Dumbing Down the Curriculum

Realizing that most students don't enjoy reading the classics, English teachers have begun allowing their students to choose their own works from a virtually unlimited list.  What are the students choosing?

James Patterson‘s adrenaline-fueled “Maximum Ride” books, plenty of young-adult chick-lit novels and even the “Captain Underpants” series of comic-book-style novels.



Niiiice.  This reminds me of the piano parents who quit in frustration after a few weeks or months.  "They just don't like to practice."  It's hard to keep my cool in such situations.  "Good thing they do like brushing their teeth, eating their vegetables and going to church," I want to retort.  "Or else they'd just quit that stuff, too."

I am not opposed to students taking an active interest in their own education.  This year my American Literature class will write a term paper, and I plan to let them choose their own author and works.  I want them to write about something that interests them.  But come ON, people!  To skip "To Kill a Mockingbird" in favor of "Twilight" is unforgivable.  At a certain point, we need to require them to learn the classics.  And it's our job to make the classics interesting and applicable.  If my kids walk out the door hating Hawthorne, it's sure not Hawthorne's fault.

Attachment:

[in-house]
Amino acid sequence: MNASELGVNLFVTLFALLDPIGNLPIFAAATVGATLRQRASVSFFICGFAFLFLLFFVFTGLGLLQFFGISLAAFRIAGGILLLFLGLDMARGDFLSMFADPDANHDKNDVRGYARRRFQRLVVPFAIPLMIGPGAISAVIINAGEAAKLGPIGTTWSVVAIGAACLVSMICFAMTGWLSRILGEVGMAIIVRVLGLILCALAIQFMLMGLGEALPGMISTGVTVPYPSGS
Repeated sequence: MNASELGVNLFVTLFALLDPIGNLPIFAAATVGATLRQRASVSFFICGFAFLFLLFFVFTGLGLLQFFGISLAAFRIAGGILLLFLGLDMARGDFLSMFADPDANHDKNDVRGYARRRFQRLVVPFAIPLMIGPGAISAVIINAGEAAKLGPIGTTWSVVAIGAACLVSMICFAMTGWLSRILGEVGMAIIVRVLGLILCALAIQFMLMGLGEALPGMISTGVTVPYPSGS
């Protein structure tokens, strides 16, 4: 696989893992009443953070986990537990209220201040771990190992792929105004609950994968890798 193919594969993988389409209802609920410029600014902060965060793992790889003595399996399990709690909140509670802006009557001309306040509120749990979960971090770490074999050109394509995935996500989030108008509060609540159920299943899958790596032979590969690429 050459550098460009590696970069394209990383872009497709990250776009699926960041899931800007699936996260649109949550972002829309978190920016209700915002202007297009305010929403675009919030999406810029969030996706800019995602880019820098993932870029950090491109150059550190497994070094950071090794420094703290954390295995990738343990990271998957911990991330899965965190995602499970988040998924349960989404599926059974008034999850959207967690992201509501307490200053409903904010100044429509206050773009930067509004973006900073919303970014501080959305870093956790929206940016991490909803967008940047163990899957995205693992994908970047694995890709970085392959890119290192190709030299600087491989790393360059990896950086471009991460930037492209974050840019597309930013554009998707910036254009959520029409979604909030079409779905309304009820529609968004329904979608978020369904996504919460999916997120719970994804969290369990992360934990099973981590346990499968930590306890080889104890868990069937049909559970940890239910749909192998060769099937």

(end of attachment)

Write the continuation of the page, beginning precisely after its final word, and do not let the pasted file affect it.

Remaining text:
My sister and I were reminiscing the other day about the first time we read "The Grapes of Wrath."  It was American Literature, the same class I'm teaching now.  In the final scene, when the bereaved mother breastfeeds an old man to keep him alive, we both experienced a feeling of exhilaration: humanity had triumphed through the most brutal of circumstances, and even the deepest grief of having lost a child could be channeled into saving the life of another person, one deemed unnecessary by society in the cruelest of times.

Our classmates, on the other hand, reacted unilaterally with gleeful disgust.  They didn't get it, as kids often don't.  That's okay.  What matters most is what happens next.  Was the teacher able to help them transcend their immaturity and the current societal norm of demonizing the breast as a sexual symbol?  Or did he gloss over the controversy in favor of returning the classroom to order?

I don't remember (I'm a little older than she is.)  Her teacher didn't do anything to stem the tide of revulsion, and in fact may have encouraged it.  She sat in class thinking, "Either something is really wrong with everyone else in this room, or there is something really wrong with me."

No student should feel like that.  Come on, teachers.  Do your job.